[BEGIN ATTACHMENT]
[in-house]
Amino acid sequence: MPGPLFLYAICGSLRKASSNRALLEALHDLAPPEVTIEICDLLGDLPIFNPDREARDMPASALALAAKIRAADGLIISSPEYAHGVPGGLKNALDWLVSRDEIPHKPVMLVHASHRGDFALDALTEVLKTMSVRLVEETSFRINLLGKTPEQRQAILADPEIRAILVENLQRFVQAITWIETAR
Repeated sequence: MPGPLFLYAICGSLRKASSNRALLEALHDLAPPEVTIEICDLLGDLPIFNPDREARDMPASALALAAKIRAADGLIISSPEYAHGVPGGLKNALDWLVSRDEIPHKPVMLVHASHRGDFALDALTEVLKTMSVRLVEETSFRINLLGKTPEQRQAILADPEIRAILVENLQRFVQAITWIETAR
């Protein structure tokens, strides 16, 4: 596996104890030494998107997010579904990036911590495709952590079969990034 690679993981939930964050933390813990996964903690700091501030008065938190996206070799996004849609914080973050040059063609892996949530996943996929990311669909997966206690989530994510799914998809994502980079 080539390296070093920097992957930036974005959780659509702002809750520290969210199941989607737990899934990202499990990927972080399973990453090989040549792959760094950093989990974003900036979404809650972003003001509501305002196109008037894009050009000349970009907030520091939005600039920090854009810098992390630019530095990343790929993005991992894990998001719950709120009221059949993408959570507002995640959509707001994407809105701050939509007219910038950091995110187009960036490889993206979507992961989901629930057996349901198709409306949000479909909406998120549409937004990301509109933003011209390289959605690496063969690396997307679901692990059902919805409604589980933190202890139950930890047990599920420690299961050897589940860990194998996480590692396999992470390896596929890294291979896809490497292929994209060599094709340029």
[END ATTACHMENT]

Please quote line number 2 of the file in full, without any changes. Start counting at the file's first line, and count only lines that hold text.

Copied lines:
Amino acid sequence: MPGPLFLYAICGSLRKASSNRALLEALHDLAPPEVTIEICDLLGDLPIFNPDREARDMPASALALAAKIRAADGLIISSPEYAHGVPGGLKNALDWLVSRDEIPHKPVMLVHASHRGDFALDALTEVLKTMSVRLVEETSFRINLLGKTPEQRQAILADPEIRAILVENLQRFVQAITWIETAR